The result of a hearing Monday in the case of al-Qaida confederate Ahmed Khalfan Ghailani, who is accused of helping to blow up two U.S. embassies in Africa, could have far-reaching implications for the federal government's decision to try the alleged 9/11 terrorists in the civilian justice system in New York.
Judge Lewis A. Kaplan will hear arguments Monday on whether or not the indictment against Ghailani in United States v. Hage, 98 cr. 1023 (S-10), should be dismissed on speedy-trial grounds, a decision that could serve as a template for the pretrial maneuvering in the controversial case against Khalid Sheikh Mohammed and four others for the Sept. 11, 2001, hijacking of four airliners and attacking New York City and Washington, D.C.
Ghailani's attorneys say their client's case is unique in one respect -- he was arrested in Pakistan in 2004 and then detained and interrogated at CIA "black sites" before being sent to the Guantanamo Bay detention facility on Sept. 6, 2006, for trial by military commission, almost eight years after he had already been indicted in the Southern District of New York for the Aug. 7, 1998, bombings of the U.S. embassies in Dar es Salaam, Tanzania, and Nairobi, Kenya, that killed 224 people.
On the surface, the precedent for Ghailani's trial would seem to be the 2001 convictions of four co-defendants in the Southern District in the same crimes.
But there is a critical difference between the two cases. The four men who were convicted in the embassy bombings were quickly arrested and brought to New York for trial before Judge Leonard Sand. By contrast, Ghailani's capture came in a post-9/11 world, a point the prosecutors strongly emphasize in their December briefs opposing a speedy-trial dismissal of the charges against Ghailani.
"Unlike his co-defendants who were previously tried in this case, the defendant, a foreign national, was captured abroad after spending six years as a fugitive from justice; while working directly with top al Qaeda terrorists; as the United States was waging a difficult war against al Qaeda; and following a terrorist attack by al Qaeda on American soil that left almost 3,000 Americans dead," prosecutors from the Southern District U.S. Attorney's Office say in their briefs.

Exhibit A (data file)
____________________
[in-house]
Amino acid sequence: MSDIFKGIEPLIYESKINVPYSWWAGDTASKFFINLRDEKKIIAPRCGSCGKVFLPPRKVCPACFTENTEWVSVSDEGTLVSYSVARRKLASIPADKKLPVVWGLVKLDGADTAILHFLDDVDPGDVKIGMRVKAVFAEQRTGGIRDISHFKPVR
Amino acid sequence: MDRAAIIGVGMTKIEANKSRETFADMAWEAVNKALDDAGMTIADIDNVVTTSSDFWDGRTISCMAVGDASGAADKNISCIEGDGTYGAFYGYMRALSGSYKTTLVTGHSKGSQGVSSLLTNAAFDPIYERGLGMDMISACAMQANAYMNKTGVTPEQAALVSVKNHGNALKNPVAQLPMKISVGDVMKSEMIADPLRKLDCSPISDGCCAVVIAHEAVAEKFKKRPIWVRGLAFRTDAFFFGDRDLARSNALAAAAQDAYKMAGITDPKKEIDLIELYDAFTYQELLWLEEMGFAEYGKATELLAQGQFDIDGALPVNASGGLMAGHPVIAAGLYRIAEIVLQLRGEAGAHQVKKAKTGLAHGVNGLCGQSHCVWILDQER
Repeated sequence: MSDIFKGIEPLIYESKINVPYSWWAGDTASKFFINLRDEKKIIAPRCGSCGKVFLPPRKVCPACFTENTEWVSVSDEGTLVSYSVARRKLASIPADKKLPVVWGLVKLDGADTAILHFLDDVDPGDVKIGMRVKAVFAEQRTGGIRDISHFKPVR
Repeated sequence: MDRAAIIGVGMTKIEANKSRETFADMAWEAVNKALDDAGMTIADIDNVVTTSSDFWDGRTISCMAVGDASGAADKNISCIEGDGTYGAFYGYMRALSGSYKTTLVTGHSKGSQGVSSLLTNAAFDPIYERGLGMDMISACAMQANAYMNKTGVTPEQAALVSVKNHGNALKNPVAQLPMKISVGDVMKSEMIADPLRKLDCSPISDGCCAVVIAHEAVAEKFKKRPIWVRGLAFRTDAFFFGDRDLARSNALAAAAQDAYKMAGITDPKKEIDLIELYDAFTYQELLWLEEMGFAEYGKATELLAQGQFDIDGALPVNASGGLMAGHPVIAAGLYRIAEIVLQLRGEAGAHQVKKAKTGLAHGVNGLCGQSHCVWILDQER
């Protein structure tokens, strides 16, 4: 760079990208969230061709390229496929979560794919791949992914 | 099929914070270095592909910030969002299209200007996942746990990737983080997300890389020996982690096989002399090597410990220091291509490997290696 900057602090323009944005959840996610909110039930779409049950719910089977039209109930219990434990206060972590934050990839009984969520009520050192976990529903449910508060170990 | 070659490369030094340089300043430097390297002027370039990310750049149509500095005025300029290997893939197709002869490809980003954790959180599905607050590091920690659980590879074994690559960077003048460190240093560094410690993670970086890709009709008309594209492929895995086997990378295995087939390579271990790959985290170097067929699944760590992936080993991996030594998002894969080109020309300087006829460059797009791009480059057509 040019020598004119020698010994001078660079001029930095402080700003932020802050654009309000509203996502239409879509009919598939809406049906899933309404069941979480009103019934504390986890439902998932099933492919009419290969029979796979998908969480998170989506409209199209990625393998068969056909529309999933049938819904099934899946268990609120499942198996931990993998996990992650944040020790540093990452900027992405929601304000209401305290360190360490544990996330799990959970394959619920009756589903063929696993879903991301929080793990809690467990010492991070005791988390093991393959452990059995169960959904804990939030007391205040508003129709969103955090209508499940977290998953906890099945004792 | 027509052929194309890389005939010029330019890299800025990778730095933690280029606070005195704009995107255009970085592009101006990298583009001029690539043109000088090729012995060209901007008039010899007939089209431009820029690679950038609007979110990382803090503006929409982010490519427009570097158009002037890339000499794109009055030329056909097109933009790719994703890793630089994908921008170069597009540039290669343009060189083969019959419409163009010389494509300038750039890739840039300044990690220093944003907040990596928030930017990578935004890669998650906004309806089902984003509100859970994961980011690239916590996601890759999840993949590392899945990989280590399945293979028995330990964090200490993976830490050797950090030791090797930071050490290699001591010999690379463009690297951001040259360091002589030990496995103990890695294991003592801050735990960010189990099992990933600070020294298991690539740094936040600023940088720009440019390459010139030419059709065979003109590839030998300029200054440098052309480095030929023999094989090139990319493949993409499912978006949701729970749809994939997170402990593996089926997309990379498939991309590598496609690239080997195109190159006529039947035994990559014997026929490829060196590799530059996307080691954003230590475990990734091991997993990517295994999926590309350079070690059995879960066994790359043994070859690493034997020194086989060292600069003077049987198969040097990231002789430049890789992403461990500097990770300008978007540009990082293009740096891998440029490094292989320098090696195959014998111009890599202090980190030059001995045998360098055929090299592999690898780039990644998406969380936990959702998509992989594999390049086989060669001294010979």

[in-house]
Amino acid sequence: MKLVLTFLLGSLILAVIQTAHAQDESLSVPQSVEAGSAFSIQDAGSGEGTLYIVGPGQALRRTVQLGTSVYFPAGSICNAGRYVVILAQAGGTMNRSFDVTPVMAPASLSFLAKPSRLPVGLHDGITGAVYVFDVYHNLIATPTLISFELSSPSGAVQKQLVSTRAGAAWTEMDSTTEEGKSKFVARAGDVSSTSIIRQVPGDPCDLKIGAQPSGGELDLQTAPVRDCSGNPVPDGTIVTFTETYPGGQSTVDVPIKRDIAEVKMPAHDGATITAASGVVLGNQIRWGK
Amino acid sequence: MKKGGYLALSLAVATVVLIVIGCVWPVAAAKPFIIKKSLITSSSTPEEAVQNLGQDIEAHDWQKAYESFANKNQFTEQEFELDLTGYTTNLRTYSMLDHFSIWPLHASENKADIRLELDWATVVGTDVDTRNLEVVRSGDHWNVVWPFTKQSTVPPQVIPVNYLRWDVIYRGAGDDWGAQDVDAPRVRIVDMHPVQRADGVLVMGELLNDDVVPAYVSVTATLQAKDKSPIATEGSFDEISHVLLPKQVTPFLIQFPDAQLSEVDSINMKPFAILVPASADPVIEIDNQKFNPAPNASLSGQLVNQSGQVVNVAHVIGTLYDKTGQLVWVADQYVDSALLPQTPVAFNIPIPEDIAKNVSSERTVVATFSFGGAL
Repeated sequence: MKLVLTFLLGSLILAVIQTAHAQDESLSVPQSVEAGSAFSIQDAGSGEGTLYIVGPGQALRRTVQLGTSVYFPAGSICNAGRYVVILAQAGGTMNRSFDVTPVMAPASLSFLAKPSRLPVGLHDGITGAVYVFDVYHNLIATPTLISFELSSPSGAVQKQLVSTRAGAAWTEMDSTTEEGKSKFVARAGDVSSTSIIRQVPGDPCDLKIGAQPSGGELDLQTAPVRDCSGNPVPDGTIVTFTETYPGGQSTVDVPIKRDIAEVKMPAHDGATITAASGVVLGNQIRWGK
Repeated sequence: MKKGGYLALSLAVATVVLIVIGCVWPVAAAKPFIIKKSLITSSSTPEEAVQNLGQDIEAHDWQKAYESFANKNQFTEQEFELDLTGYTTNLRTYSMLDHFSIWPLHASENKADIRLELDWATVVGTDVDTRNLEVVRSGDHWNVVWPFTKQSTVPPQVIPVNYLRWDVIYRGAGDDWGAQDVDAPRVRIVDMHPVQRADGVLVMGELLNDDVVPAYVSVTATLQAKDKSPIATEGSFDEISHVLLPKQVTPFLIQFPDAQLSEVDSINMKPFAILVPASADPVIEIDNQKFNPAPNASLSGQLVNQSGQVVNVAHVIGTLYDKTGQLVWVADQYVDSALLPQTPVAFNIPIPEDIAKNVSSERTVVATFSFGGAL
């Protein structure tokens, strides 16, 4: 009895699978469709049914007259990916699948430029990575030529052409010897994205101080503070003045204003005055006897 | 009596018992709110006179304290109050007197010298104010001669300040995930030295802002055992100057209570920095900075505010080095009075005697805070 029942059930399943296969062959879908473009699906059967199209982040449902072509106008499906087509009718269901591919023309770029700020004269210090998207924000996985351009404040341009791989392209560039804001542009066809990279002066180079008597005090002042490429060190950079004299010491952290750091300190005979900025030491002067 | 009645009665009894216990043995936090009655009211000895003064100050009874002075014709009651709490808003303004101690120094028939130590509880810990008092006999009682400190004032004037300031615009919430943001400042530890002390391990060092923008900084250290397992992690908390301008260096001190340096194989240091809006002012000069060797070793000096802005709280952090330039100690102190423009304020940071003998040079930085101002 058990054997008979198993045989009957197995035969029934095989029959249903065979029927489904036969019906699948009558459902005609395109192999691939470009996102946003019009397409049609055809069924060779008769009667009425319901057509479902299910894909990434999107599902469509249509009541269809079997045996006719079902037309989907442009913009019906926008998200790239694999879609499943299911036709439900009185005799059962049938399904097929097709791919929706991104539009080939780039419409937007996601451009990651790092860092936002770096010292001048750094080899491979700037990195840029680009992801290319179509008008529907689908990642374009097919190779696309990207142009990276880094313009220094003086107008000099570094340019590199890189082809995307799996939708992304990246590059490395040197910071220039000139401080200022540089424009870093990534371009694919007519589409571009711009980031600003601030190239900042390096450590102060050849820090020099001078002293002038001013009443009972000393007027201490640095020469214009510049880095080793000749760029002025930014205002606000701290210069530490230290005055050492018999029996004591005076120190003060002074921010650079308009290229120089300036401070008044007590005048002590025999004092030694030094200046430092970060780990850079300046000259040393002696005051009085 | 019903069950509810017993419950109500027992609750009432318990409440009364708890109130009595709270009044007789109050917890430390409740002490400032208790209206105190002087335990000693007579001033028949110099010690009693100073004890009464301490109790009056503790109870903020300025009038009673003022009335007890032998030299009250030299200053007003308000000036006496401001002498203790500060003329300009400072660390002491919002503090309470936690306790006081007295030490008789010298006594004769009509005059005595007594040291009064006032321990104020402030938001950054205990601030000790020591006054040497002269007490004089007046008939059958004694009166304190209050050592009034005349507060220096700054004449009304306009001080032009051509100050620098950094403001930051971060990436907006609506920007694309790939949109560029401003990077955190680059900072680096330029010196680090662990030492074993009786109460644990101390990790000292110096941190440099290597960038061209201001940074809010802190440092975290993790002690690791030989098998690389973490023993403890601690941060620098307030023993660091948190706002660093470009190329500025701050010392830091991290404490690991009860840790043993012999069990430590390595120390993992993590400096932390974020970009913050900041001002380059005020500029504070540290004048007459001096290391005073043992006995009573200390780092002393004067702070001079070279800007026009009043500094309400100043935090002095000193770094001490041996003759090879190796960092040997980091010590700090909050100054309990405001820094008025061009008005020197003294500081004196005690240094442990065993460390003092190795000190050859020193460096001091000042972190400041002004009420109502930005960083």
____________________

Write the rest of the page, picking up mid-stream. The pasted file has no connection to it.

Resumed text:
Ghailani, they argue, was "captured during a war," when "the government had shifted dramatically toward intelligence-gathering as the primary means to prevent such an attack," and so the United States "justifiably opted to initially treat the defendant as an intelligence asset," and hold him as an enemy combatant.
"This was done, simply put, to save lives," said the prosecutors, who will likely make the same argument when Mohammed and his 9/11 co-defendants arrive in New York for trial.
But it is what happened during the time Ghailani was held as an enemy combatant that defense lawyers argue justifies dismissing the indictment on speedy-trial grounds, according to their memo filed in November.
Ghailani's attorneys, Gregory E. Cooper and Michael K. Bachrach, both solo practitioners, and Peter Enrique Quijano of Quijano & Ennis, claim that once Ghailani was arrested during a gun battle with Pakistani authorities on July 24, 2004, and transferred to the CIA's secret prisons, he was subjected to enhanced interrogation techniques. The lawyers in their memo describe their client's treatment as "systematic physical and psychological abuse" in violation of the Universal Declaration of Human Rights and the Geneva Convention.
The defense lawyers also claim the government cannot get away with the delay because of the CIA's effort to turn Ghailani, 38, into an intelligence asset, a move the defense characterized as "a political decision with consequences."